posted by UrineSoakedRube at 6:55 PM on May 11, 2008

Trying to think creatively here: The agent uses a direct mailing company to print and send the materials you recieve. If you can locate the direct mail company, and discover who pays for the print runs, you may discover that this is BCCC. You may be able to locate the direct mail company by asking your post office to help you. If they send a lot of these checks, they probably know exactly what direct mail company they are coming from.

What happens if you cash a check?
posted by Eringatang at 6:58 PM on May 11, 2008

Cancel your card with them and start with another one?

And really, you aren't on the hook even if someone does use one of those checks, I don't think. That person would have to forge your name and would be engaging in fraud. A quick google search seems to indicate that those checks work the same as if someone used your card fraudulently.

As to your main question, check with the Attorney General of your state. It seems like there are only two things that could be happening- BCCC doesn't have standing to conduct business in your state and are in big trouble, or they do have an agent and the Atty Gen should be able to help you find out who that is.

Though I'm not a lawyer, I'm surprised the judge did what he did- I would think that he would have simply directed the attorney to say who the registered agent is in your state. I don't think it's any kind of secret- the whole point of having a registered agent is so that the justice system can get ahold of them if they need to be sued. Their agent in the state is a separate entity, but that agent is The Agent of BCCC in that state. Or not.

Is this small-claims court? Maybe they can direct you to someone who can help.
posted by gjc at 6:59 PM on May 11, 2008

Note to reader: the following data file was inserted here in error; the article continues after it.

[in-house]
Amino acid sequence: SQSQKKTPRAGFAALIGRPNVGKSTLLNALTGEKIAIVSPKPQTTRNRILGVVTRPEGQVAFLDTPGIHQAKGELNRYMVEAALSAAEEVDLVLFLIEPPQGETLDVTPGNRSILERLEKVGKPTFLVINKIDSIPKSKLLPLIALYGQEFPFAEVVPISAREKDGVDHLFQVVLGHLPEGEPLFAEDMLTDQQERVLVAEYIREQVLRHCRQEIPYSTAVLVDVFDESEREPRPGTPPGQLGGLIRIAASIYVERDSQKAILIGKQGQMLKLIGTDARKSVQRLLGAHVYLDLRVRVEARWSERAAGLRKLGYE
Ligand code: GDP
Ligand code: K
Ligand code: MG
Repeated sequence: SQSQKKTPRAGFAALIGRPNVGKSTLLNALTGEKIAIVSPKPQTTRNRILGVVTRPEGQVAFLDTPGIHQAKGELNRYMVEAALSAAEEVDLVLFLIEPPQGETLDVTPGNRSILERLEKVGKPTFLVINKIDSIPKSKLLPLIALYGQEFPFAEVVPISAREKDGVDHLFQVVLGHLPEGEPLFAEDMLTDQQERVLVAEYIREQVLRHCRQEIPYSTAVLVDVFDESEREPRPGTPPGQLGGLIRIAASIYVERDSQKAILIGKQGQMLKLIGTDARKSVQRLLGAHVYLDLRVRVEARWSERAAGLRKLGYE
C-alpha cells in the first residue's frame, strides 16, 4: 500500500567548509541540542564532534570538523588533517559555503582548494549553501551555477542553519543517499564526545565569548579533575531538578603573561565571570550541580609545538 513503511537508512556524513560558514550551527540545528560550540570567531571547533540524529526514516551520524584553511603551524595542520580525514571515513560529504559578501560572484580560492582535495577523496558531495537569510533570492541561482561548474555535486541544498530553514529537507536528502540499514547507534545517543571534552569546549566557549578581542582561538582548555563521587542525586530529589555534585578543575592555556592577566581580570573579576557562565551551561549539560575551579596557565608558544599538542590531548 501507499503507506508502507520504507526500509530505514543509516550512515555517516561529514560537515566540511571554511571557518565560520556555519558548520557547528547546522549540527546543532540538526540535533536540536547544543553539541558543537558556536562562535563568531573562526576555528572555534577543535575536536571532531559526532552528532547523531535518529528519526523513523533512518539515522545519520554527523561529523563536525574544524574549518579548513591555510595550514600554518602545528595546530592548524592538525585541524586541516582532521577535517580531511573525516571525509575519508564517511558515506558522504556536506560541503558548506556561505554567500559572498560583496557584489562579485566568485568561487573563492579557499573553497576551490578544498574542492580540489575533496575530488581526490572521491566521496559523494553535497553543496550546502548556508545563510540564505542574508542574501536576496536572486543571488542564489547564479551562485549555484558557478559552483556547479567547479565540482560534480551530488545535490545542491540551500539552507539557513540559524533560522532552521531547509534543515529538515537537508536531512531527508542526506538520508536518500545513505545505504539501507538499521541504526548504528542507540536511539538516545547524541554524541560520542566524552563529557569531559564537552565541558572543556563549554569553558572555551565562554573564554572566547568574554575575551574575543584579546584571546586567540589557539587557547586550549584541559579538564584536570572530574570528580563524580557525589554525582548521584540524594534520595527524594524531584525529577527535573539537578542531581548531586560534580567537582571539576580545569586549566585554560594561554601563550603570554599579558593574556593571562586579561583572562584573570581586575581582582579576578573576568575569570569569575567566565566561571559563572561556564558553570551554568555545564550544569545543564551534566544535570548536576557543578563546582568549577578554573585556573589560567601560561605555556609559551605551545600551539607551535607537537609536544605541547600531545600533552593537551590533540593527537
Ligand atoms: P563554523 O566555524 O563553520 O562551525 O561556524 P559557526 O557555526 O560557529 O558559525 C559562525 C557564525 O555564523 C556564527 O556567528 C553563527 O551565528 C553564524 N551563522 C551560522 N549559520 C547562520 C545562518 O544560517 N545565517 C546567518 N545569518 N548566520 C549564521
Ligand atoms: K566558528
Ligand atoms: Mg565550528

Honestly, this sounds over-complicated to me. I was able to stop the courtesy checks by calling my BCCC and asking them to stop sending me checks. Worked like a charm.
posted by ml98tu at 7:19 PM on May 11, 2008

The surest way to do what you wish to do, as a non-attorney, is to hire an attorney.
posted by toomuchpete at 7:22 PM on May 11, 2008

Why are you hiding the name of the company and the agent? It seems like the quickest way to resolve this question is to tell us who the entities are. I don't see how that could really hurt your position in the suit, since you already have a judgment in your favor and you're just trying to prevent it being set aside.

Frankly it doesn't sound like you have much clue about what you are doing. At least if you tell us who the entities are, somebody here might help you to make the connection and give you some ideas about how to avoid this mega-company's highly paid lawyer handing you your ass in court.
posted by jayder at 8:38 PM on May 11, 2008

I asked them to stop sending them and they did.
posted by Slenny at 3:54 AM on May 12, 2008

I asked them to stop sending them and they do, but it seems like I have to call them every year, as eventually they start coming again.
posted by unrepentanthippie at 6:32 AM on May 12, 2008

I'm sorry to question your premise that a security mailbox isn't an option, but are you sure you couldn't use a locking mailbox (along the lines of what one might buy at Home Depot?
posted by JMOZ at 9:00 AM on May 12, 2008

If it's this important, getting a post office box and changing your mailing address for all the important stuff is the best way to go. It may be impractical, but beats pants off of dealing with fraud and identity theft.
posted by phredgreen at 10:39 AM on May 13, 2008